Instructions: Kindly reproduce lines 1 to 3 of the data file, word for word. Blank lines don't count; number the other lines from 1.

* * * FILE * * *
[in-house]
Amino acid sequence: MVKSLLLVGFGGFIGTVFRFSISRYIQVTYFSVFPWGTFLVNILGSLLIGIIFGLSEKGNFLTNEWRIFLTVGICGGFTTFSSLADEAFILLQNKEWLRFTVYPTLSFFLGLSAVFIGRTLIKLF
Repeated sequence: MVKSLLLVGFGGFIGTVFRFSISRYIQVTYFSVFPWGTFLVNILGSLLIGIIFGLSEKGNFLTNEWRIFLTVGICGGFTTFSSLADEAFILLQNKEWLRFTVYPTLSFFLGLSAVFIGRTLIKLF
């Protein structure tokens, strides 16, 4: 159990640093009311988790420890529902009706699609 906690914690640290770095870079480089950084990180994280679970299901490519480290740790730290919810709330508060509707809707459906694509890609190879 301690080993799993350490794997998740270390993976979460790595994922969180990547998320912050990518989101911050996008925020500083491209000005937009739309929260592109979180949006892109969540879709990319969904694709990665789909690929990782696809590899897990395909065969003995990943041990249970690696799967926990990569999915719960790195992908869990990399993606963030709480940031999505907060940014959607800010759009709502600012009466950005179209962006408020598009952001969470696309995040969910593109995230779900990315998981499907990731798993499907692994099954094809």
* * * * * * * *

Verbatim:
[in-house]
Amino acid sequence: MVKSLLLVGFGGFIGTVFRFSISRYIQVTYFSVFPWGTFLVNILGSLLIGIIFGLSEKGNFLTNEWRIFLTVGICGGFTTFSSLADEAFILLQNKEWLRFTVYPTLSFFLGLSAVFIGRTLIKLF
Repeated sequence: MVKSLLLVGFGGFIGTVFRFSISRYIQVTYFSVFPWGTFLVNILGSLLIGIIFGLSEKGNFLTNEWRIFLTVGICGGFTTFSSLADEAFILLQNKEWLRFTVYPTLSFFLGLSAVFIGRTLIKLF